Vietnam has become one of the “aid darlings” of the EU and its member states (Hoang 2014). The EU's aid allocation in Vietnam has been increasingly directed by economic interests (Kokko 2011; Hoang 2014). One of the main goals of the EU's aid to Vietnam was to enhance trade and investment opportunities (EU Delegation to Vietnam 2015). Much of the EU financial support for Vietnam (including grants, concessional loans and technical assistance) aimed to facilitate Vietnam's governance, economic institutions, private sector development and trade reform. Through many projects/programs, the EU supported Vietnam's accession to the World Trade Organization (WTO), the EU-Vietnam trade negotiation process, and customs procedures, although a substantial share of EU ODA in infrastructure, industry and agriculture can also be interpreted as support for Vietnam's trade internationalization. EU ODA to Vietnam also displays the EU's commercial self-interest. Admittedly, through ODA projects, the EU supported Vietnam in extending market access for European exporters and importers, improving the business environment, and protecting EU investors in the Vietnamese market (Hoang 2014). Therefore, one of the main aims of EU ODA, among other high priorities such as strengthening the political relationship with Vietnam and supporting the country's development, was to enhance trade and investment opportunities, especially the EU's position in trade with Vietnam, as well as with the Association of South-East Asian Nations (ASEAN) (EU Delegation in Vietnam 2015).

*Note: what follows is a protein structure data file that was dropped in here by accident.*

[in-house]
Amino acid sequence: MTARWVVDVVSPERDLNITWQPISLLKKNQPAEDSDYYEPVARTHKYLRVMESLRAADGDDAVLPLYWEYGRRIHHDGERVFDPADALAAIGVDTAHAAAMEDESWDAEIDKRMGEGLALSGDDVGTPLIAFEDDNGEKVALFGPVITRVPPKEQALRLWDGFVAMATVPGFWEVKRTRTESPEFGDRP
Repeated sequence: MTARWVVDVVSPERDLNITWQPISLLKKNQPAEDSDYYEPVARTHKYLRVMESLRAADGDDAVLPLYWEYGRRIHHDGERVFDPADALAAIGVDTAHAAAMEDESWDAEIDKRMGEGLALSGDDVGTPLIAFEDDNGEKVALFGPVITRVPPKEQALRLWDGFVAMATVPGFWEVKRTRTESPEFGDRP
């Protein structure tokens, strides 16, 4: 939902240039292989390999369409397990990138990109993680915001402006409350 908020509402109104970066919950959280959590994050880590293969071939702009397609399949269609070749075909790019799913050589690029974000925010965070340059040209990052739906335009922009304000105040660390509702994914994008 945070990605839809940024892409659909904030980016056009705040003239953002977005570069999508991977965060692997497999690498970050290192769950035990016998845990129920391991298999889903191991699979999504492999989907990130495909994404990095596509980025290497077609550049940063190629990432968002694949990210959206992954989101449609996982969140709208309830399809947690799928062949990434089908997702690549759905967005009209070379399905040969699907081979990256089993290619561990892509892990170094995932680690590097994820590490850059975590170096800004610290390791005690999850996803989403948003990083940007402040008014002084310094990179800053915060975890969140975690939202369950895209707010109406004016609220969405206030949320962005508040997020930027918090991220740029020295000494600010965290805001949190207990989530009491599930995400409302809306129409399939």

EU ODA is an important capital resource for enhancing Vietnam's capacity for trade growth and integration into global trade. EU ODA in the form of “Aid for Trade” (AfT) has achieved significant results (OECD 2013; EU Delegation in Vietnam 2015). According to the WTO (2005), AfT is about helping developing countries, in particular, the least developed countries, build the trade capacity and infrastructure they need to benefit from trade opening. It is type of ODA, targeted at trade-related programs and projects. The EU has chosen AfT as one of the main types of ODA to support Vietnam's economic development and tighten trade relations even further (EC 2018). Indeed, EU AfT to Vietnam has focused more on economic interests. The amount of EU aid to Vietnam increased considerably, in parallel with trade flows.